Can moments of viral media activity transform into enduring activist movements? The killing of Cecil the lion by a trophy hunter in Zimbabwe in 2015 attracted global attention and generated enduring conservation activism in the form of monetary donations to the research unit that was studying him (WildCRU). Utilizing a longitudinal survey design, we found that intensely dysphoric reactions to Cecil's death triggered especially strong social cohesion (i.e., “identity fusion”) amongst donors.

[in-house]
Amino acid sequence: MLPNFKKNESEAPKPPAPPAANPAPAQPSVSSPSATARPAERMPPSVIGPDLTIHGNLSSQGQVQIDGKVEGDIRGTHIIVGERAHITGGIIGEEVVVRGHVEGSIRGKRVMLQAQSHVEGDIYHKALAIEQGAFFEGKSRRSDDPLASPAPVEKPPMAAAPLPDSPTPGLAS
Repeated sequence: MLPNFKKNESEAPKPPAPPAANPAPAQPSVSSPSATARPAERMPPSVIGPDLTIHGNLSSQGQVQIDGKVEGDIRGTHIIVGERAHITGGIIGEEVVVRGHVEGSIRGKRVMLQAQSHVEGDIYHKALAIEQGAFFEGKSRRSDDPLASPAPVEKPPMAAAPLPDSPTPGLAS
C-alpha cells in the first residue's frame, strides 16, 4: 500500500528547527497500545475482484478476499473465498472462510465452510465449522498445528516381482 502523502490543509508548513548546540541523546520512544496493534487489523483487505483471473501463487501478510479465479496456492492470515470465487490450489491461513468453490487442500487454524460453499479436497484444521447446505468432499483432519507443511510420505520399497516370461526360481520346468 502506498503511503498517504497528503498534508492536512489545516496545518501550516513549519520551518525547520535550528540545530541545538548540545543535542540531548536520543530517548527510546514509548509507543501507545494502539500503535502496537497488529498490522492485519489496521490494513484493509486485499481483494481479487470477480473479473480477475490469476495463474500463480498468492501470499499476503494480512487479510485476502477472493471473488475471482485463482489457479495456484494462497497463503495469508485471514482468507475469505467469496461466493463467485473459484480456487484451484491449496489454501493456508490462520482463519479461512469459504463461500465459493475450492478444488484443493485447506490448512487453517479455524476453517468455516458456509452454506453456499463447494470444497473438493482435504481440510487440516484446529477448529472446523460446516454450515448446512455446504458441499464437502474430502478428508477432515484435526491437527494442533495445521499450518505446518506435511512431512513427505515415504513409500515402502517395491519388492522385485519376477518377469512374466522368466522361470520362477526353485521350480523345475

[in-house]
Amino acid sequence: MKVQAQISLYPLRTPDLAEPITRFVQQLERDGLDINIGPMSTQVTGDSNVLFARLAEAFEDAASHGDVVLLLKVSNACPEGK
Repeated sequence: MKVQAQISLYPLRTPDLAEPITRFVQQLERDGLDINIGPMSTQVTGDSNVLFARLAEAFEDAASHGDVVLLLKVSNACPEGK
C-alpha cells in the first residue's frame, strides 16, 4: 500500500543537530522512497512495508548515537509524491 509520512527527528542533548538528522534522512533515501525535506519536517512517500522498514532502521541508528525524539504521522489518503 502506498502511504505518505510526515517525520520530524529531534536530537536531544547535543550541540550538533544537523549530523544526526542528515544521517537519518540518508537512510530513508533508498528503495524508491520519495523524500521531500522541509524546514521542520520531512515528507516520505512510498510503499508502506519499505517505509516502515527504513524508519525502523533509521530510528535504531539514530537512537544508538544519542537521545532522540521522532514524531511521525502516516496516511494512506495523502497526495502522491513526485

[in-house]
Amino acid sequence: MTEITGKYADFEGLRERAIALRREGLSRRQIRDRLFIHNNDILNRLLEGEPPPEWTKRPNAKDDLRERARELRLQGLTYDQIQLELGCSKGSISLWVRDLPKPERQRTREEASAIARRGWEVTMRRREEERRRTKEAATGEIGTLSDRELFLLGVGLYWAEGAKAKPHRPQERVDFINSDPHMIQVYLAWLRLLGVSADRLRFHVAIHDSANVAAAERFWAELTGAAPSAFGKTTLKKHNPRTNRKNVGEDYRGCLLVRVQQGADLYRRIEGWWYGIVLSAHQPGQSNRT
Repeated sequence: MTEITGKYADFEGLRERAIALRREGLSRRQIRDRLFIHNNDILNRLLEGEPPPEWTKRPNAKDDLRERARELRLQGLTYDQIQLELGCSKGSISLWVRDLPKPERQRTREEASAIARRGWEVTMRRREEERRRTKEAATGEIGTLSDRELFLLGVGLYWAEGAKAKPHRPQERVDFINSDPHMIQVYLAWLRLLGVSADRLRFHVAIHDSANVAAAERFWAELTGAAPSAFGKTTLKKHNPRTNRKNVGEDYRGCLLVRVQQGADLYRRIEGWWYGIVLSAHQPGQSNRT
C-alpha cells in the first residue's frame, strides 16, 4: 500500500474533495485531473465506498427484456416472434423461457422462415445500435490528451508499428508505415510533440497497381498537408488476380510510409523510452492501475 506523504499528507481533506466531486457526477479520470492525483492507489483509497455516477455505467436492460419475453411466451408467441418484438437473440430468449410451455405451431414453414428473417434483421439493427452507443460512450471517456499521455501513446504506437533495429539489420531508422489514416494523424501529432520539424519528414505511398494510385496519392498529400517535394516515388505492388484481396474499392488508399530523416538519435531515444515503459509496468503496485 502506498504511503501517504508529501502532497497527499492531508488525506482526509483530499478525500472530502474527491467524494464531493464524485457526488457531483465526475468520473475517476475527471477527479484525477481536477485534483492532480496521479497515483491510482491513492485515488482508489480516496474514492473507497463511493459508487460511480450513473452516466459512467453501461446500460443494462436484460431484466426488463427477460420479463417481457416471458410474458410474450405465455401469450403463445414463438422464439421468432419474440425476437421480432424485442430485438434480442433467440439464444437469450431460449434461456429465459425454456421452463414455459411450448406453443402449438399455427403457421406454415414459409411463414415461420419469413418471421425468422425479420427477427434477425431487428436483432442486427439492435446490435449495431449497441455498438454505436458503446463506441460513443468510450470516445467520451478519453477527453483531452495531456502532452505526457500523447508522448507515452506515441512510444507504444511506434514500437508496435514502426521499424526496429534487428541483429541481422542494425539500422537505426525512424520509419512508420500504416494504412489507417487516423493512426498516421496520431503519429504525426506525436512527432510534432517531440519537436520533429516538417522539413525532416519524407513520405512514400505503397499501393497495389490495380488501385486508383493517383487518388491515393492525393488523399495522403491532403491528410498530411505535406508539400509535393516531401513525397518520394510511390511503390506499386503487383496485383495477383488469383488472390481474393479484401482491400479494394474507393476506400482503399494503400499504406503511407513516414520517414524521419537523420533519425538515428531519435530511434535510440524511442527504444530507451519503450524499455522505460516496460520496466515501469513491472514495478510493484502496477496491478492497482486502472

Over a 6-month period, identity fusion to WildCRU increased amongst donors. In addition, in line with an emerging psychological model of the experiential antecedents of identity fusion, cohesion amongst donors increased most for those who continued to reflect deeply on Cecil's death and felt his death to be a central event in their own lives. Our results highlight the profound capabilities of humans to commit resources to supporting others who are distant in space and time, unrelated culturally or biologically, and even (as in this case) belonging to another species altogether. In addition, our findings add to recent interdisciplinary work uncovering the precise social mechanisms by which intense group cohesion develops.